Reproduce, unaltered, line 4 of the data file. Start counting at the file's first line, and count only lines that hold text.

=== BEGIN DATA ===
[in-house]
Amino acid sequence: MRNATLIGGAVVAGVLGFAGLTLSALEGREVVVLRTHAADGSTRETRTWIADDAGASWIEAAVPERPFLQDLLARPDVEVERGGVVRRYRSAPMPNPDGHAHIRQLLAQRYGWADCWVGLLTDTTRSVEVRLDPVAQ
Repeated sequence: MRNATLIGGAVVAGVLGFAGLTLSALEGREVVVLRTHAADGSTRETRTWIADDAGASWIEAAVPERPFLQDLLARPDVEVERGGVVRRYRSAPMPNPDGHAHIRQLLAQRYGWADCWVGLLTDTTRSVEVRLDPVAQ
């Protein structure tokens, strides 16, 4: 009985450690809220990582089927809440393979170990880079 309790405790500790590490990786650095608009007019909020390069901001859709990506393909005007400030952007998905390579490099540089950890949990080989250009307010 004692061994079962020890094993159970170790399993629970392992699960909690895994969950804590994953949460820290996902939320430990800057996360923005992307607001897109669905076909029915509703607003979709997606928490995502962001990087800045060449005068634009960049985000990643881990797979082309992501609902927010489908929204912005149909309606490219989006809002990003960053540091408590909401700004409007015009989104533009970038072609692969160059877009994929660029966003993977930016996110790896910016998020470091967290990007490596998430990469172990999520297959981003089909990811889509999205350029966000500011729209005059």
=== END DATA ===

């Protein structure tokens, strides 16, 4: 009985450690809220990582089927809440393979170990880079 309790405790500790590490990786650095608009007019909020390069901001859709990506393909005007400030952007998905390579490099540089950890949990080989250009307010 004692061994079962020890094993159970170790399993629970392992699960909690895994969950804590994953949460820290996902939320430990800057996360923005992307607001897109669905076909029915509703607003979709997606928490995502962001990087800045060449005068634009960049985000990643881990797979082309992501609902927010489908929204912005149909309606490219989006809002990003960053540091408590909401700004409007015009989104533009970038072609692969160059877009994929660029966003993977930016996110790896910016998020470091967290990007490596998430990469172990999520297959981003089909990811889509999205350029966000500011729209005059």